Metallothionein protects bone marrow stromal cells against hydrogen peroxide-induced inhibition of osteoblastic differentiation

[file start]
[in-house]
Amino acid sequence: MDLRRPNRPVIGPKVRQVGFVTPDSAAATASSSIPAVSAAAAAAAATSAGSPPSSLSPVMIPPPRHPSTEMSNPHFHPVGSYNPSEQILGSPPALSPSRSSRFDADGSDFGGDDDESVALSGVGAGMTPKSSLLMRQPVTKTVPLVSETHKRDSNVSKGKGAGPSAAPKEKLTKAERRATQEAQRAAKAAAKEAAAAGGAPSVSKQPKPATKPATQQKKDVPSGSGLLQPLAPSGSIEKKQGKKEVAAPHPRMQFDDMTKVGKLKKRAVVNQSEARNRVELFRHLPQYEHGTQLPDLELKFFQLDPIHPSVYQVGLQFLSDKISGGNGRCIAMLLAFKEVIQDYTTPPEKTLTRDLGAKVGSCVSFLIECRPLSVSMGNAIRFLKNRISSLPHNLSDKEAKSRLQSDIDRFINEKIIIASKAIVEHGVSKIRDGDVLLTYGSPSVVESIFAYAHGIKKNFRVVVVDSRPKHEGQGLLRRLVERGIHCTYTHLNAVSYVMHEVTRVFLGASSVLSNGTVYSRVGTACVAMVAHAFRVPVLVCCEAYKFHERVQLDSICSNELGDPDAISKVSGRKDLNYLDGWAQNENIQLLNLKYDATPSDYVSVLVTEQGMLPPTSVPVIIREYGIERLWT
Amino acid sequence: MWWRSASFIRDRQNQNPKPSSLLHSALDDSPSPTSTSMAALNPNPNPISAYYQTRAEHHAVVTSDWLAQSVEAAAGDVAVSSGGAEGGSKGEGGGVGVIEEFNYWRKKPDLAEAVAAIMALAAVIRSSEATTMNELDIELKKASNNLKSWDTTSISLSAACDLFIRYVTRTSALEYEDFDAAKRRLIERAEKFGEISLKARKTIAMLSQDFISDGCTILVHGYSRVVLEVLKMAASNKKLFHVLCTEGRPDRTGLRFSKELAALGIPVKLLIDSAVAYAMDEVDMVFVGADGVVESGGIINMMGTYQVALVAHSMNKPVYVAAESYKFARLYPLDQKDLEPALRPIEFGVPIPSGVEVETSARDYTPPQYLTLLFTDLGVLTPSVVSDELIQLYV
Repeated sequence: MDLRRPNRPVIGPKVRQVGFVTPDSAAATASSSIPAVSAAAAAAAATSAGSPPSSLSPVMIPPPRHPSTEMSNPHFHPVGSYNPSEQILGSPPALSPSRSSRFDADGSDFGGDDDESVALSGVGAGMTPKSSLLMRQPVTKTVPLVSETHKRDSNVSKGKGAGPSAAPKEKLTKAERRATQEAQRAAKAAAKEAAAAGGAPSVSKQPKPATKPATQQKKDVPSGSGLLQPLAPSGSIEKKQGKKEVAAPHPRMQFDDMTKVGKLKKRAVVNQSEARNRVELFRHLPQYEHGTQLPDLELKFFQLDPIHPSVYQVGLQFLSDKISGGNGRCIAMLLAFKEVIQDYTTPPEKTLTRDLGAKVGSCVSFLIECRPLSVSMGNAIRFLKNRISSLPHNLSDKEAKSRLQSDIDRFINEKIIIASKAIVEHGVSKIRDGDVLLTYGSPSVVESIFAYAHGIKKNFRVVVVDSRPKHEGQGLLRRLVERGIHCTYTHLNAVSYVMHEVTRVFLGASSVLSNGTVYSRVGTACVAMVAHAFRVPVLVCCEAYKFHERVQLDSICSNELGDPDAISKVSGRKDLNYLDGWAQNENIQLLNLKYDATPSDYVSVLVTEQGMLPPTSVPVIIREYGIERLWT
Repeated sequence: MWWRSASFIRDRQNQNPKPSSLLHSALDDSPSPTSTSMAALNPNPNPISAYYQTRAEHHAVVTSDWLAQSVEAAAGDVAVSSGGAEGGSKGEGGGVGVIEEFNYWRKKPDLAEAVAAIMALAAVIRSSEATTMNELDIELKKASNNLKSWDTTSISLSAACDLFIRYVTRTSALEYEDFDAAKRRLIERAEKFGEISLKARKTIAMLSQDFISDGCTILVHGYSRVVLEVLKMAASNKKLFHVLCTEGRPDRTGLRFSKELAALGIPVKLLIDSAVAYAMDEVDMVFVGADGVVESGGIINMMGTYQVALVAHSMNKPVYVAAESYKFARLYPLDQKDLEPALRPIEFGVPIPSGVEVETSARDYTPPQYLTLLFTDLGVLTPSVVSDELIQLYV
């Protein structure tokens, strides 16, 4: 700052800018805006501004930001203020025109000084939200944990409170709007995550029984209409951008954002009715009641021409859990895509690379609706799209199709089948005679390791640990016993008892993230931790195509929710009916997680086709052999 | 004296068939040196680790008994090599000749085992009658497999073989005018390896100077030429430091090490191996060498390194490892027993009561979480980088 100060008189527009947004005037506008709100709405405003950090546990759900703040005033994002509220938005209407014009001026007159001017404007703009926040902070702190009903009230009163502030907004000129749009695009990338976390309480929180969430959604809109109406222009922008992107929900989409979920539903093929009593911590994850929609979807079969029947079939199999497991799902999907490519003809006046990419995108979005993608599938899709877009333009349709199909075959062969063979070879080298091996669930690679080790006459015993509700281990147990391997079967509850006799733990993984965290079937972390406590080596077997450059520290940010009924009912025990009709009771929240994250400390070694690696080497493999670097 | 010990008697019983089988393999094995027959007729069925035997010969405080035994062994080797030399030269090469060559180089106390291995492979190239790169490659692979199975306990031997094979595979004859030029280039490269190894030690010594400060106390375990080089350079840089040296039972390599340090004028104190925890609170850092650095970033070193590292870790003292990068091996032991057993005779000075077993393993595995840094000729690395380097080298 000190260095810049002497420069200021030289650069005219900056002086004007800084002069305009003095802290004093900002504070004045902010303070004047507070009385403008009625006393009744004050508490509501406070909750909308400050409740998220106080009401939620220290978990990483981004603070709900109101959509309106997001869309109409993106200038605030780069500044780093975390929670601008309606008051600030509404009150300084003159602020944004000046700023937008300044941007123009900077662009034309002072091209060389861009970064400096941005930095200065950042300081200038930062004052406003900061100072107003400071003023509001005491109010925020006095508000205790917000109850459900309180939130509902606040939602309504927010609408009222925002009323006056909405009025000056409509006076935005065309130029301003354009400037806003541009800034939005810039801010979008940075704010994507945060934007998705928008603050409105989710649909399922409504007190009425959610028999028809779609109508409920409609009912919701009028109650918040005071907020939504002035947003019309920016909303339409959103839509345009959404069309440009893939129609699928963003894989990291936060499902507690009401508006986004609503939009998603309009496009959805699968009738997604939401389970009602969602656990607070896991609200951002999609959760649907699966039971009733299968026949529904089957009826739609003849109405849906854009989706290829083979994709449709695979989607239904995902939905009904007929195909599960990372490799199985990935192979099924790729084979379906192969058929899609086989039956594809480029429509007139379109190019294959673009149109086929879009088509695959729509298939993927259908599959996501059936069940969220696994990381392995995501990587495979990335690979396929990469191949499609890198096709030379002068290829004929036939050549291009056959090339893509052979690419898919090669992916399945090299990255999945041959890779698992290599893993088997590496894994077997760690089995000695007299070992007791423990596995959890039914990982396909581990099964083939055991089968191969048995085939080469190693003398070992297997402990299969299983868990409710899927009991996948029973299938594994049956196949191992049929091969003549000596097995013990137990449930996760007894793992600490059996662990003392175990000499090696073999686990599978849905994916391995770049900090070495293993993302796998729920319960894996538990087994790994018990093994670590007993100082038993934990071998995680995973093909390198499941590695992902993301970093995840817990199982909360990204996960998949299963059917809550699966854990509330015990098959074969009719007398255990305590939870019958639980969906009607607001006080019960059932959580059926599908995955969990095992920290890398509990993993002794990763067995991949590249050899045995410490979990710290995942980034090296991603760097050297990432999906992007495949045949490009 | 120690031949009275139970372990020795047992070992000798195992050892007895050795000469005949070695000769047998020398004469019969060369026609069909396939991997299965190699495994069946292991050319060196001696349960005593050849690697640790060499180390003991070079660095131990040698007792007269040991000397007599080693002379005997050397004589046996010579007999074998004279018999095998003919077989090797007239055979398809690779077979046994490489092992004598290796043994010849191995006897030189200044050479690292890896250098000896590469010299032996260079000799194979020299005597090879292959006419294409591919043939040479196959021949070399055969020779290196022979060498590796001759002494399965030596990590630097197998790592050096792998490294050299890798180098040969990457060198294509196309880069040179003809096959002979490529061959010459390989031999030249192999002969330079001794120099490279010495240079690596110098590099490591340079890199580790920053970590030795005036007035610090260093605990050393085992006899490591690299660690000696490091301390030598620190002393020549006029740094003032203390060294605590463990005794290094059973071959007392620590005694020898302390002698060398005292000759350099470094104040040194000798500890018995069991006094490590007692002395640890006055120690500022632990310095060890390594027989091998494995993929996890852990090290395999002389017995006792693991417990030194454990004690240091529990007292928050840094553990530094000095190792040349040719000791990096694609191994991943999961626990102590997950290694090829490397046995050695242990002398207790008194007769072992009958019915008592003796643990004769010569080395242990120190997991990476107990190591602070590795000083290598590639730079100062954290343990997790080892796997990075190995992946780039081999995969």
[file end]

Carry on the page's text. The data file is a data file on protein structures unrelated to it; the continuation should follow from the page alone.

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Metallothionein (MT), a cysteine-rich, metal-binding protein, is involved in homeostatic regulation of essential metals and protection of cells against oxidative injury. It has been shown that oxidative stress is associated with pathogenesis of osteoporosis and is capable of inhibiting osteoblastic differentiation of bone cells by nuclear factor-κB (NF-κB). In this study, the effect of MT on oxidative stress-induced inhibition of osteoblast differentiation was examined. 50–200 μM hydrogen peroxide-induced oxidative stress suppressed the osteoblastic differentiation process of primary mouse bone marrow stromal cells (BMSCs), manifested by a reduction in the differentiation marker alkaline phosphatase (ALP). The presence of exogenous MT (20–500 μM) or induction of endogenous MT by ZnCl2 (50–200 μM) could protect BMSCs against H2O2-induced inhibition of osteoblastic differentiation, manifested by a resumption of H2O2-inhibited ALP activity and ALP positive cells. Furthermore, adding exogenous MT or inducing endogenous MT expression impaired H2O2-stimulated NF-κB signaling. These data indicate the ability of MT to protect BMSCs against oxidative stress-induced inhibition of osteoblastic differentiation.